10. Blackberries were great before iPhone and Droids. Now they’re like CB radios. I believe it was Apple that pushed the envelope for immediate on-demand downloading of songs and account structure.

    Edison’s success was also on the shoulders of other great thinkers. The comparison is in how he transformed (no pun intended) so many other industries with his vision.

  11. I would think the validity of the comparison is dependent on the extent the two “inventors” changed their societies during their lifetime. The magnitue of the change. At least in assigning “greatness”.

  12. In my original post on the subject, I said the comparison “may be a bit much…” Edison wasn’t the only inventor working on electricity at the time just as Jobs wasn’t the only one working on electronic device uses. Jobs was no Edison, but the fruit of his work impacted far more people over a short time-span.

  13. Obviously history will be the judge as Edison’s greatness has stood the test of time. Jobs passing is too fresh to decide if his face will be carved of the Mount Rushmore of invention.

  14. Really folks, when Ron Popeil passes I hope QVC goes dark for 24 hours.

    “slices and dices an onion in just seconds… a tomato so thin it can last you all winter”

  15. Determining Steve Jobs place in history is often a matter of the age and the technical prowess of the determiner. Younger more tech savvy people will place him much higher on the list of great inventors or visionaries.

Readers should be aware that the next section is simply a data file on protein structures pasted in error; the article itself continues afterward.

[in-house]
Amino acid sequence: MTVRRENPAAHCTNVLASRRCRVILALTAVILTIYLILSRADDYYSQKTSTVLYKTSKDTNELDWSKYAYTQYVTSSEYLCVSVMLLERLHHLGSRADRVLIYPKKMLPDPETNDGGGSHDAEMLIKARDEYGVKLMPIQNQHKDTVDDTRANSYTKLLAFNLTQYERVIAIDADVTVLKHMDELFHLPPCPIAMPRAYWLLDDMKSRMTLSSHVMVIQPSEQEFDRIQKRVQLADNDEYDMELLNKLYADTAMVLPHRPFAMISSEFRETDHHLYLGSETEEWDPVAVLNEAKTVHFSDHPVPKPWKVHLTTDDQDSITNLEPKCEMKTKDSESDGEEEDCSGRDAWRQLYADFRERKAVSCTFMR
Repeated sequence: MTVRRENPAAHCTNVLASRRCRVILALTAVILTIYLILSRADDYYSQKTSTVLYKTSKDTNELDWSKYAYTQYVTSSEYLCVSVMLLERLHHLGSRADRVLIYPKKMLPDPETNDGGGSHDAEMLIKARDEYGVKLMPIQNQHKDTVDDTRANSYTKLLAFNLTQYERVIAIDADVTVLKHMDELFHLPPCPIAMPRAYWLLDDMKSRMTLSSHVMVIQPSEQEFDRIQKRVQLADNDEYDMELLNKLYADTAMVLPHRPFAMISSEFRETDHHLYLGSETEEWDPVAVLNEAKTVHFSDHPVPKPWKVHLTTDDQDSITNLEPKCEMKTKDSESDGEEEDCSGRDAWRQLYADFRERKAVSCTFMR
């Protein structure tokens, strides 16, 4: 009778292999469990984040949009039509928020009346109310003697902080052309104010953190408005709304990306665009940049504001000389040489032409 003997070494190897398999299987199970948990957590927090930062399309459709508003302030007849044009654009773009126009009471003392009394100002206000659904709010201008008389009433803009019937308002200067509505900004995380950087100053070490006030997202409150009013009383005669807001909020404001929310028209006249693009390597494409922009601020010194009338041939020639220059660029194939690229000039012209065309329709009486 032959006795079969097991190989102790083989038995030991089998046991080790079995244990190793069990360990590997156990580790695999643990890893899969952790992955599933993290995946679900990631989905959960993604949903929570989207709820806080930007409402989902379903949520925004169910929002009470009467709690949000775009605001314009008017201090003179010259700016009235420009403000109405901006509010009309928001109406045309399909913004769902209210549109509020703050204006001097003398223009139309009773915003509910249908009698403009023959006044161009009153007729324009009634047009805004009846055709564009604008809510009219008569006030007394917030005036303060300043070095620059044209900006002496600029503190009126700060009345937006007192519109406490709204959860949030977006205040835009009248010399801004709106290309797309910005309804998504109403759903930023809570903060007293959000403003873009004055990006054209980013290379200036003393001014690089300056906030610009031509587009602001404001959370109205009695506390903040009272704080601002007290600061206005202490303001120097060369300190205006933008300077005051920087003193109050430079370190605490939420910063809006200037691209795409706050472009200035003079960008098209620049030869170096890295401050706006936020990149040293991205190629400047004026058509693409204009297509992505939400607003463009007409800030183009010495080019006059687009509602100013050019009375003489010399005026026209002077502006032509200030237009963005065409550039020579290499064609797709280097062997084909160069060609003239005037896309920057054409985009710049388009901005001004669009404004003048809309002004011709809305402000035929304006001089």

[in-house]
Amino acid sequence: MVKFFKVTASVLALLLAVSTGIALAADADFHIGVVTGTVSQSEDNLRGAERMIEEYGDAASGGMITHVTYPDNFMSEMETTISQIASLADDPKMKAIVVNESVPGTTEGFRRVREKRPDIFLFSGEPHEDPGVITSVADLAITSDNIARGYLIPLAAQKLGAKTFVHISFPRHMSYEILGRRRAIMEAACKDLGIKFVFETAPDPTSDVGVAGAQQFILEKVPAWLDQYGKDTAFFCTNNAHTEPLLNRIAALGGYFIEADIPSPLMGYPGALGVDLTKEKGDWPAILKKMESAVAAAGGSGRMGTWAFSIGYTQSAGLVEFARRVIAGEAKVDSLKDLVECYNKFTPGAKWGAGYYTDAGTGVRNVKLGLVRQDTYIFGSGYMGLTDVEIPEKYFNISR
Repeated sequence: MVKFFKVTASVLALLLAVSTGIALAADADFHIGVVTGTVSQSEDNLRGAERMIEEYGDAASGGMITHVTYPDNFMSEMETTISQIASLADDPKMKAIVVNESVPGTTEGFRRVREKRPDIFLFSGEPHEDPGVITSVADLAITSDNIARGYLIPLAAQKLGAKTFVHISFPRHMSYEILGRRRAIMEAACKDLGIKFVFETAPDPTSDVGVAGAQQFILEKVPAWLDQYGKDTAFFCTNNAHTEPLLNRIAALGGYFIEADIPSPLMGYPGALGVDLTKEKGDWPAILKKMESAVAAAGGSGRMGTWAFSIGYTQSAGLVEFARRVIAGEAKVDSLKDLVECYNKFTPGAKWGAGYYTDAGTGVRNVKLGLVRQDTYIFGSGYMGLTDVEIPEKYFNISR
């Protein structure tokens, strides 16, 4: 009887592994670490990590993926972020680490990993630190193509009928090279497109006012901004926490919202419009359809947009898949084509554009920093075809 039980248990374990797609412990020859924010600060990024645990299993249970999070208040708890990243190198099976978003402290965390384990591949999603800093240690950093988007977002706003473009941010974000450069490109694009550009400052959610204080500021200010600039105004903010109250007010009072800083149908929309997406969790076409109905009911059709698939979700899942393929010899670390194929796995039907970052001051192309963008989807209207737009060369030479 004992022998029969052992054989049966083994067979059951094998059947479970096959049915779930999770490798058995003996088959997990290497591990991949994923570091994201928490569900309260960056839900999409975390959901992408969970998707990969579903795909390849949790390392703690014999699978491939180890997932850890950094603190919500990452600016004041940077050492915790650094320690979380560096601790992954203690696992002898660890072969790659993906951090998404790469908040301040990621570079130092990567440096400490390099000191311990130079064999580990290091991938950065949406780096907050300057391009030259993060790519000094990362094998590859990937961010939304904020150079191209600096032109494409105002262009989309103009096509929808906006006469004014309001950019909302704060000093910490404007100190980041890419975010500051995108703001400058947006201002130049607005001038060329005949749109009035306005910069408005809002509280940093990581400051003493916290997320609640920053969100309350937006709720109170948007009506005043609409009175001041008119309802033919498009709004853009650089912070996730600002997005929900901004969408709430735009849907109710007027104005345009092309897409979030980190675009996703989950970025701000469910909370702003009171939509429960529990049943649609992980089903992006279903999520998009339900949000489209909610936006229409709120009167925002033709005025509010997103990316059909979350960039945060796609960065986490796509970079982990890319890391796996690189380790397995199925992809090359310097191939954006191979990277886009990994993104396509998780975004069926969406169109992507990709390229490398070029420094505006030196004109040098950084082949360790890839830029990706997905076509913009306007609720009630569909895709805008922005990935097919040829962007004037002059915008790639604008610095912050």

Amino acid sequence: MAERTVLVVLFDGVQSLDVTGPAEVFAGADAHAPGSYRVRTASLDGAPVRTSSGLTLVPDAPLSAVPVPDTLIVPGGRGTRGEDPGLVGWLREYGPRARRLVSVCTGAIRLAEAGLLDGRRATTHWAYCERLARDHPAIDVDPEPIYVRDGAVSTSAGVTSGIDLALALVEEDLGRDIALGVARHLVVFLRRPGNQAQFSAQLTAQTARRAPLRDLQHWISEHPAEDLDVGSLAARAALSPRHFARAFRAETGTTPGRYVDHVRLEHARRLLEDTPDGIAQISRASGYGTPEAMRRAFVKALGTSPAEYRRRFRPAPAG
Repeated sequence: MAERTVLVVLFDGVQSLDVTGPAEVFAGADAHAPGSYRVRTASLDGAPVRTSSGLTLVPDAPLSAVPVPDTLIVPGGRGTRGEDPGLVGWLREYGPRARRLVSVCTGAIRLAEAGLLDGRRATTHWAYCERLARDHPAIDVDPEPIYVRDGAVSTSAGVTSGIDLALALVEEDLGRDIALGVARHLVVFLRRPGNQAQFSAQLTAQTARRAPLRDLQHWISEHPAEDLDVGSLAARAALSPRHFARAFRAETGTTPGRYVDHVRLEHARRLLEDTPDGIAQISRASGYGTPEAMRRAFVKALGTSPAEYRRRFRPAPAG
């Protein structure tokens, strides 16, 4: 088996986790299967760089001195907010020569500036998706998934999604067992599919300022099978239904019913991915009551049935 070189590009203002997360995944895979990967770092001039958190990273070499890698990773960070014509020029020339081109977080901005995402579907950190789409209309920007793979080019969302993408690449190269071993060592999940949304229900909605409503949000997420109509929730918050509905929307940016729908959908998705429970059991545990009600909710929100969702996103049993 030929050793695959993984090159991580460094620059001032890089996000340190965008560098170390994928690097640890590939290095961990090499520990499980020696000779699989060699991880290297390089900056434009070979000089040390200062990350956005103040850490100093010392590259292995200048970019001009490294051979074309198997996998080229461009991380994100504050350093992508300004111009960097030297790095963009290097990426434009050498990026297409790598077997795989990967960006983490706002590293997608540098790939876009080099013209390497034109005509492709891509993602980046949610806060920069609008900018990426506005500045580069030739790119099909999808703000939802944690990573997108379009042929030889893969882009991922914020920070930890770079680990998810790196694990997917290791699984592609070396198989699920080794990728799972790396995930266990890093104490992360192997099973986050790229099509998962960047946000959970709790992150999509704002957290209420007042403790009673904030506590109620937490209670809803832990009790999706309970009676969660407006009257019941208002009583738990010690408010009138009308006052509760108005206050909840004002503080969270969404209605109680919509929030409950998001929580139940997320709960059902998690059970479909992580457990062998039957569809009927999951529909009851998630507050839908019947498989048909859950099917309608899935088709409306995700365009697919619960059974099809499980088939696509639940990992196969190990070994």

I think Bob Dylan is the greatest songwriter of the 20th century. Those older or younger than me or who have different musical tastes,may have a different choice.

  16. ^ I hate it when you’re logical, Fritz.

  17. No one could top George Gershwin and his sister Ira.

  18. imnotblue Says:

    Fritz, I was actually thinking about that the other day. Who are the “Kings” of modern (within the last 100 years) of music?

    Frank Sinatra, Elvis, The Beatles, Bob Dylan, Michael Jackson…

    I think they all get title. But after Michael, I’m not sure anyone has yet emerged as a musical leader.

  19. I know Bob Dylan’s voice but can only think of one song of his I know…. and that’s only because I have the music cheat sheet for it.

  20. I didn’t know until recently that Dylan did Knockin’ on Heaven’s Door. Still not sure what production magic gave him that voice, since I don’t think God had any part in it.

  21. imnotblue Says:

    ^ There are/were a few “versions” of Dylan. Some had the standard talk/sing nasal thing that made him famous… but not all of them.

    For example, in “Lay Lady Lay” he (tries) to sing. It doesn’t sound like typical Dylan, but it’s him.

    For me, though, the real problem I have with Dylan is that he changed his name to sound “less Jewish.” When you’re going to be the champion of the “be free, be yourself” movement, you probably shouldn’t change your name. But, that doesn’t really discount Robert Zimmerman’s impact on music.

  22. An interesting read. I actually have some more ideas about this. Would you consider writing a guest article for my blog?…

    […]What’s Hot/What’s Not: 10/09/11 « Inside Cable News[…]…